PATERSON: String Quartets Nos. 1-3 / The Indianapolis Qrt / American Modern Recordings AMR1054
It’s difficult to pinpoint just what it is about Robert Paterson’s music that makes it interesting, modern and audience-friendly all at the same time. The first thing that leaps out at you, aside from his tongue-in-cheek handling of themes and fast-paced energy, is his rhythmic vitality, and I can tell you from very long experience in reviewing modern music that, except for those few composers who combined jazz elements with their music, such as Daniel Schnyder, Laurie Altman and the late Nikolai Kapustin, emphasizing rhythms that average audiences can follow is a rare commodity.
But here they are, all on display as you go from movement to movement. The first quartet, for instance, opens up with a briskly paced first movement (titled, appropriately enough, “Fast and Sprightly”), while the second movement with its humorous handling of a very drunk-sounding waltz that also has, to my ears, country & western overtones, is titled “Logy.” Paterson clearly tips his hand by giving his movements titles that let you know what you’re in for; the third movement is a “Luscious Legato,” although here his use of bitonal harmonies somewhat undercut what an average listener today would think is luscious (think of all the drippy slow music out there that is passed off nowadays as “classical”), and the last is titled “Energetic Polka.” You can’t get more obvious than that—but even this movement had more than a touch of a hoedown in it, not to mention some contrapuntal figures in bitonal harmony. Some polka!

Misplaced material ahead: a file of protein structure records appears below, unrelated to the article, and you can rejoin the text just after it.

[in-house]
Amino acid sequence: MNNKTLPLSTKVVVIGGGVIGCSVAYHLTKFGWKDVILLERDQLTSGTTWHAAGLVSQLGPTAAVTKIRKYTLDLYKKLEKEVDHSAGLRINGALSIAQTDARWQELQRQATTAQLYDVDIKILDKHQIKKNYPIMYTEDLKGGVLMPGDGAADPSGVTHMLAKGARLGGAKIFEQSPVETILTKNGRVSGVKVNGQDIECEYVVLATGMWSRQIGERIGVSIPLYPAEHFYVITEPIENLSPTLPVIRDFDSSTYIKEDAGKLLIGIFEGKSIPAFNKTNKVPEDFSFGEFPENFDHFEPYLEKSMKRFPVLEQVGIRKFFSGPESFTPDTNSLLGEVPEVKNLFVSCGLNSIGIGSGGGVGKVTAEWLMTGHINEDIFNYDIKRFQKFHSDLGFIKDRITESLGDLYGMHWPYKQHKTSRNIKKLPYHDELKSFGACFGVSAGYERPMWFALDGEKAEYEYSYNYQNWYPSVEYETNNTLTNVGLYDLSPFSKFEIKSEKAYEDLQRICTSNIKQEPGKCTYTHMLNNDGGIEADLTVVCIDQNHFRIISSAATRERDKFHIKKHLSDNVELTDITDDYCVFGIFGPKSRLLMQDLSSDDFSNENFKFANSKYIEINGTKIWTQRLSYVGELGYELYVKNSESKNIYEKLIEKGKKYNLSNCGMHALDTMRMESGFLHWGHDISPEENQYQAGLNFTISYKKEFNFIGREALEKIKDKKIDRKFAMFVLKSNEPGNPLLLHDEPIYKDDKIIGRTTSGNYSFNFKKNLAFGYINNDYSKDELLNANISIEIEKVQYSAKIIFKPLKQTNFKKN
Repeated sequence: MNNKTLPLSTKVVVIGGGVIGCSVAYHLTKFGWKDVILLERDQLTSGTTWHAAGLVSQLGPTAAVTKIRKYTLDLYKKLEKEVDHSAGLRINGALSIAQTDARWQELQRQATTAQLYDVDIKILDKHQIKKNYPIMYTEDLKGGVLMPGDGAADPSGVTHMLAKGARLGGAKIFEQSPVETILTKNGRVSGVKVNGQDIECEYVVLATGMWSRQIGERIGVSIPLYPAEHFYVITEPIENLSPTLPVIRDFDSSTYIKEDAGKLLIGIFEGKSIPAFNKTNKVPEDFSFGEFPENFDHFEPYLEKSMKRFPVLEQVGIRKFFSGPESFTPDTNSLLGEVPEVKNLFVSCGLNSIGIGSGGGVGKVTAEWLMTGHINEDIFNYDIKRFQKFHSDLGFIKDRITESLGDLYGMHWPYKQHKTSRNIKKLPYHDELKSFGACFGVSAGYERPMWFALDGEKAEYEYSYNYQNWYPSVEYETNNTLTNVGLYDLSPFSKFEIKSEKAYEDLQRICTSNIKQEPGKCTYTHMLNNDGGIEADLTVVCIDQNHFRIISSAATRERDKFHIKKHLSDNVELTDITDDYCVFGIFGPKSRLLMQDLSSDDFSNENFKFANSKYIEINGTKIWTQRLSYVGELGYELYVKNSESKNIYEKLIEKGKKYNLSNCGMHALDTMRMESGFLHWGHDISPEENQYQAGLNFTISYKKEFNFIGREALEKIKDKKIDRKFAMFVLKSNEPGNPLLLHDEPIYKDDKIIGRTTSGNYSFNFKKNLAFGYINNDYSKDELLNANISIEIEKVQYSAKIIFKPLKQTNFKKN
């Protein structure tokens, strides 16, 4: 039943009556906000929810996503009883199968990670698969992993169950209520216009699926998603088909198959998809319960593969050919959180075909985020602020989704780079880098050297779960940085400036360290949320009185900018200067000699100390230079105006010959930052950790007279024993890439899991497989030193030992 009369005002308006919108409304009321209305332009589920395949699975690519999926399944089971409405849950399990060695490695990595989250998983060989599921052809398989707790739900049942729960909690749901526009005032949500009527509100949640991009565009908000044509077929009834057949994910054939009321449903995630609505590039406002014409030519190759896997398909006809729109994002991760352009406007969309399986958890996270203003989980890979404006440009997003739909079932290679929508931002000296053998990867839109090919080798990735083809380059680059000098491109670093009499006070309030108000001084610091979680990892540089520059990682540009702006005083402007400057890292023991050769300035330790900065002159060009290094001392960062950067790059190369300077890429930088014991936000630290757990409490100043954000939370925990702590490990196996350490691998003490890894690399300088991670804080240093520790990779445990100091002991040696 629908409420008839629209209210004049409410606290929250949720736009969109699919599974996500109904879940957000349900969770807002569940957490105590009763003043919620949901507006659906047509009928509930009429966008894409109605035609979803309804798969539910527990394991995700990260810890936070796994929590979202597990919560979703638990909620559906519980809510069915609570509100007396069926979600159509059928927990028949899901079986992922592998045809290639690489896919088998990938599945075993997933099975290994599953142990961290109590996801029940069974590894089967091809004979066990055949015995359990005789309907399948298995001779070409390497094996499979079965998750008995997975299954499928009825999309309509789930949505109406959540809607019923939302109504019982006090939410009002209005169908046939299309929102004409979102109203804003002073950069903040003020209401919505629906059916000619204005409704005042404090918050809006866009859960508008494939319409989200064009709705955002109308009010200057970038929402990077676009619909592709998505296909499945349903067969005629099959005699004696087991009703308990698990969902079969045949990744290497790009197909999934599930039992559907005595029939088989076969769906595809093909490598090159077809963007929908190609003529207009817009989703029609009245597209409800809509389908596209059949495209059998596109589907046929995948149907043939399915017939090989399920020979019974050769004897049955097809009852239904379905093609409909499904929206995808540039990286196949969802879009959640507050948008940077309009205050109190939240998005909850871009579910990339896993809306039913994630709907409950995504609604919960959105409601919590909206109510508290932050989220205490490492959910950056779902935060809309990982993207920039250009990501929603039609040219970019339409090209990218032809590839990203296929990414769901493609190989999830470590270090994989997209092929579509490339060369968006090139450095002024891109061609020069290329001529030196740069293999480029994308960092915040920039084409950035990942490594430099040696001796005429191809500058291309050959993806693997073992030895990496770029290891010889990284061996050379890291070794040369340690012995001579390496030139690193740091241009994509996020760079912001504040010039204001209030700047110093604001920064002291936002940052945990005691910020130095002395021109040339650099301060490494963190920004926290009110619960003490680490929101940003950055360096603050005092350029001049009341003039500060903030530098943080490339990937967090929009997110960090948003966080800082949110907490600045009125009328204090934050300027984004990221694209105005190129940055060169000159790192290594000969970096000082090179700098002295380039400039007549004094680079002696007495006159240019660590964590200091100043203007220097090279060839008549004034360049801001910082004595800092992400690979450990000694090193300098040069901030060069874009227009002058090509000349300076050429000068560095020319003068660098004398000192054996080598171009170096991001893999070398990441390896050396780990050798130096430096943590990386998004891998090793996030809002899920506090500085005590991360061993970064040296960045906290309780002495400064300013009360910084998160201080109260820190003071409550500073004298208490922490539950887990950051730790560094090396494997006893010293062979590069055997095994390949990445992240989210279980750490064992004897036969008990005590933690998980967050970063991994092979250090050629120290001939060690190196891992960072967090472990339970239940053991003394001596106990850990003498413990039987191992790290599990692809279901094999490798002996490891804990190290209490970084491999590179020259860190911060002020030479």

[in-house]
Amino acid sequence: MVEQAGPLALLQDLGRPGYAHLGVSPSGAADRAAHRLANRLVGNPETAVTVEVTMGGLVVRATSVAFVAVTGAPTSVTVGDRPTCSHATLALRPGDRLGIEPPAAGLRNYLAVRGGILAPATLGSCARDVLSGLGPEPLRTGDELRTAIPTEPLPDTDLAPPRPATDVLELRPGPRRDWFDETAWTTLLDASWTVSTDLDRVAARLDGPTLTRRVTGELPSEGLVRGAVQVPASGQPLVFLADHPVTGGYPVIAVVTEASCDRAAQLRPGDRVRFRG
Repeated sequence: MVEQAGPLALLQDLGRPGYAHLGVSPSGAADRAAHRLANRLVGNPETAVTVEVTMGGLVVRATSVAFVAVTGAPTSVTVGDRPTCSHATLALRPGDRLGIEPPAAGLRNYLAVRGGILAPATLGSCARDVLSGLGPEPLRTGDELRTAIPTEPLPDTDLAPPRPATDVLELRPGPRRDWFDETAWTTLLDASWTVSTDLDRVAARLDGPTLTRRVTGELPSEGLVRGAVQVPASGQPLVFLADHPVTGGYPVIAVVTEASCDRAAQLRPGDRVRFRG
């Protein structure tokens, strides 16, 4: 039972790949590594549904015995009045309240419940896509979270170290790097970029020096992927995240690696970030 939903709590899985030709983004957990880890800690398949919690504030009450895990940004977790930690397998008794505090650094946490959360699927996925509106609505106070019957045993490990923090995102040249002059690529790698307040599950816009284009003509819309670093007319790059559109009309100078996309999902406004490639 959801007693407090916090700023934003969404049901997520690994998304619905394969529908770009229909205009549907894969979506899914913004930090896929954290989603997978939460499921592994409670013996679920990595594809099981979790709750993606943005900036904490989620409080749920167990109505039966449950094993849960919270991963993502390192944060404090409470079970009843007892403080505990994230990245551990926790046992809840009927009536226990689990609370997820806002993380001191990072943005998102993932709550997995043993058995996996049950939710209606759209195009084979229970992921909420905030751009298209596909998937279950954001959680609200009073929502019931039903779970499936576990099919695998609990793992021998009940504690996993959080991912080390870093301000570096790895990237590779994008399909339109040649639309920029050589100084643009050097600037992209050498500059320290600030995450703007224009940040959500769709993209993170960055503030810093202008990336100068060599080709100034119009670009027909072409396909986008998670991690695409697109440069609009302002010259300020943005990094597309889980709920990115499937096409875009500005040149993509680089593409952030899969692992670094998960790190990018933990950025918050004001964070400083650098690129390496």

And yet, as I say, his music is good. Beneath the harmonic devices and the entertaining aspects, much of it has real substance. Since I don’t know much about Paterson, I can’t say what his musical influences, other than classical, are, but whatever the case he seems to have a wellspring of interesting ideas and devices which he uses. In short, he’s the kind of composer I wish I were if I had a single composing bone in my body.